The bill also extended the tax credit to “stand-alone” battery systems. Previously, the batteries had to be installed within a year of the solar installation to qualify for the tax credit, according to Aurora Solar.
The extension should help continue a boom in solar energy installations by making systems more affordable.
The bill also makes changes to the solar tax credits available for commercial projects.
The credit was set to decline to 10% in 2024, but it has now been extended at 30% until 2033. After that, it goes down to 22.5 % and 15%, according to the Solar Energy Industries Association.
Under the new law, developers can choose the production tax credit instead of the investment tax credit. Unlike the ITC, the PTC is a production-based incentive that offers a credit based on the amount of energy the system produces.
The new law also offers “bonuses” for commercial systems that use domestic products and for installing the system in an “energy community.”
For tax-exempt entities that were previously unable to take advantage of the tax credits, the law allows for “direct pay” incentives.
Electric vehicle credits
The Inflation Reduction Act also maintains a tax credit of $7,500 for new electric vehicles and creates a $4,000 tax credit for used ones, according to Consumer Reports.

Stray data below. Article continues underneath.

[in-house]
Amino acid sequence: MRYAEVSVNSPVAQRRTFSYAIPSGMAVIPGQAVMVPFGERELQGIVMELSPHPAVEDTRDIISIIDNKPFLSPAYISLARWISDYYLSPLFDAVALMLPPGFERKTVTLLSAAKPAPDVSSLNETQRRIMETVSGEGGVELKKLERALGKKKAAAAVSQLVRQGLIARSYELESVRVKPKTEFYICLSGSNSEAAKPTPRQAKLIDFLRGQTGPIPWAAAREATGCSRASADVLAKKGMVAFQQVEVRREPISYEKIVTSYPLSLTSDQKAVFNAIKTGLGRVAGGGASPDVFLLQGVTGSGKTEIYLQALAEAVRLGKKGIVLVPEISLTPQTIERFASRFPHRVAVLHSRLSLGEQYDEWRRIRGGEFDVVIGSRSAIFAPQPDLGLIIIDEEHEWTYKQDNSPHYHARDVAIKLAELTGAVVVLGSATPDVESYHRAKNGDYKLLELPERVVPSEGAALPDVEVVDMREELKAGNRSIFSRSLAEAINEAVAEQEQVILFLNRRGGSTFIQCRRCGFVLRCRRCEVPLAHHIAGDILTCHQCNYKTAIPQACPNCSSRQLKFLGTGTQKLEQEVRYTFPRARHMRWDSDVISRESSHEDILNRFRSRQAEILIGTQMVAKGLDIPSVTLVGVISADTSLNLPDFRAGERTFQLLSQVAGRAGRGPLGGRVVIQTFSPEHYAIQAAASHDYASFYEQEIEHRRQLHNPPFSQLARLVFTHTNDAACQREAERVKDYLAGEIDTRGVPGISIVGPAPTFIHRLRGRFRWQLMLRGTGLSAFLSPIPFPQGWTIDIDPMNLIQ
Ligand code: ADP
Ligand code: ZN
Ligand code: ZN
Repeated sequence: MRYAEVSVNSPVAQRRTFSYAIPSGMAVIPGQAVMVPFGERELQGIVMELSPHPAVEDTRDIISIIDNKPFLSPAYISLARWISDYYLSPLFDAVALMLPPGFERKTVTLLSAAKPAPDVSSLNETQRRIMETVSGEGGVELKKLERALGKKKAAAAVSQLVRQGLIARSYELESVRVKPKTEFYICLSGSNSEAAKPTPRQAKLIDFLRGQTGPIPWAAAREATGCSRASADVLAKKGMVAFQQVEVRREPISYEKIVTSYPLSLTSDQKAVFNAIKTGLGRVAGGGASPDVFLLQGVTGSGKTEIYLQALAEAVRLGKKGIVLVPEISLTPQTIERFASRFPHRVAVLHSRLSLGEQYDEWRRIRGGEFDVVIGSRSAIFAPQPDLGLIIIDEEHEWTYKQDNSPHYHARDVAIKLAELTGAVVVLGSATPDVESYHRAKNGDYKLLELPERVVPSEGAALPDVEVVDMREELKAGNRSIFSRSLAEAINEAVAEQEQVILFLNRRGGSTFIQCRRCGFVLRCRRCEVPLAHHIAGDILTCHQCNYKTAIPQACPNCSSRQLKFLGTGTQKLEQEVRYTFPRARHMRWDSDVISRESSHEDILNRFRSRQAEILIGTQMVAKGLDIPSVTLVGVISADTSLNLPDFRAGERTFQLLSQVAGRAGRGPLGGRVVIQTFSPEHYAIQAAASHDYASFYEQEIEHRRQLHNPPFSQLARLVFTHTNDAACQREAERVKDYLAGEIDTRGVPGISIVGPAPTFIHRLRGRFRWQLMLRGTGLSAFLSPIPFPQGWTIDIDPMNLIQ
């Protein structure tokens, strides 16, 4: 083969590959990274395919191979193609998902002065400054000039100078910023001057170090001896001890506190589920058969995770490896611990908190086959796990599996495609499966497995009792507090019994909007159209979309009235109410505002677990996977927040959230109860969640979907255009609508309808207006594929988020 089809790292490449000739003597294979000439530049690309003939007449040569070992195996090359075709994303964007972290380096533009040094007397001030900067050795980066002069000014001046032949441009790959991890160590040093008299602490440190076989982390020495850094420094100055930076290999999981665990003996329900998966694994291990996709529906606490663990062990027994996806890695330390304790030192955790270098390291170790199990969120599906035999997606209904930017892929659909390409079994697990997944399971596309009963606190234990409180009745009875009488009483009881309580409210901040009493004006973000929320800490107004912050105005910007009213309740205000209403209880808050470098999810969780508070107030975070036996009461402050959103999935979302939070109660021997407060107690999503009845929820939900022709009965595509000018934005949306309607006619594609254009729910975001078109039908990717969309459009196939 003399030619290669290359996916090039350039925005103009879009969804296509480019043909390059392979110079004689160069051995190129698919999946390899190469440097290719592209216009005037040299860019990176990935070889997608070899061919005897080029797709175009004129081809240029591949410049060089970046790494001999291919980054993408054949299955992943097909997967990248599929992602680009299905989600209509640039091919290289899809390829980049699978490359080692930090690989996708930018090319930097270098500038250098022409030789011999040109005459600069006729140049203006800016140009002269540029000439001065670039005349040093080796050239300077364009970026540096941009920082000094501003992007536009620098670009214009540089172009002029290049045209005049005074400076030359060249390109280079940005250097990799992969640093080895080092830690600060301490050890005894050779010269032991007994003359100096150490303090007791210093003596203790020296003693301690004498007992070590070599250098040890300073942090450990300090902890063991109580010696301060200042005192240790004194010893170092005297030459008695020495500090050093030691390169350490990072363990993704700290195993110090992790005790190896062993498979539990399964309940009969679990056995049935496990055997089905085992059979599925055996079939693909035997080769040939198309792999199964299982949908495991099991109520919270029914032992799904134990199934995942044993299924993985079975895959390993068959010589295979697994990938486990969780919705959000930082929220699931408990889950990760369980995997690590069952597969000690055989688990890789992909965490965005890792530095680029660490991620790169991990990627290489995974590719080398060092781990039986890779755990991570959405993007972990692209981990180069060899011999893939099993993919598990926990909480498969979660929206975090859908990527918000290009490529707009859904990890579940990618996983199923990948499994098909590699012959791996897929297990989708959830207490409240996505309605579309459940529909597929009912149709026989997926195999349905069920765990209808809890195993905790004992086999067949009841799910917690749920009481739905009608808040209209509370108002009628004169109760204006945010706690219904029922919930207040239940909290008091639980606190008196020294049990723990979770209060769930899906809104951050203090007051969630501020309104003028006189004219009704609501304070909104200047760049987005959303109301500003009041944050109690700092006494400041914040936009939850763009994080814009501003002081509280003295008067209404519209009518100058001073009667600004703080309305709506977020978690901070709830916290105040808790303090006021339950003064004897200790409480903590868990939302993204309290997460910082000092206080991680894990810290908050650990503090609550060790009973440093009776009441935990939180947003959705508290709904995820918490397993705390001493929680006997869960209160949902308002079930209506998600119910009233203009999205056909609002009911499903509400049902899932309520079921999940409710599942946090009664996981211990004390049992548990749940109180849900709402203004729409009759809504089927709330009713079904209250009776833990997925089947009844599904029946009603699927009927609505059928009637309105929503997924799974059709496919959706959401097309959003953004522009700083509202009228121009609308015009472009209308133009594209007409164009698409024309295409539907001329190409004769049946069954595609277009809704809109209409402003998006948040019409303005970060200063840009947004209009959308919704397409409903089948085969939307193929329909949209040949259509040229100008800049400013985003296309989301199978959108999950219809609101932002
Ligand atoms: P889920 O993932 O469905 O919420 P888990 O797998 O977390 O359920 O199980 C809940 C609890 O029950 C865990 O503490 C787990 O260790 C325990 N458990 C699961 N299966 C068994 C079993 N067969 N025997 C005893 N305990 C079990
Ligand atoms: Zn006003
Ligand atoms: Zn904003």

The vehicles must meet certain domestic production standards to be eligible for the tax credit, according to the Washington Post. And more expensive EVs won’t qualify.
That could mean many EVs are not eligible for the tax credit, at least for now. Experts say it’s OK to wait for manufacturing to catch up with the demand, as the tax credit lasts until 2032. At the same time, the new law removes tax credit restrictions for manufacturers that sold more than 200,000 electric vehicles.
Here’s a list of vehicles that CBS News says “likely” qualify for the tax credit.
Meanwhile, the price tag for EVs like the Chevy Bolt have been dropping, according to Car and Driver. Though electric-powered cars typically have a higher price tag than traditional gas guzzlers, EV drivers can expect fewer ongoing costs like oil changes and tuneups.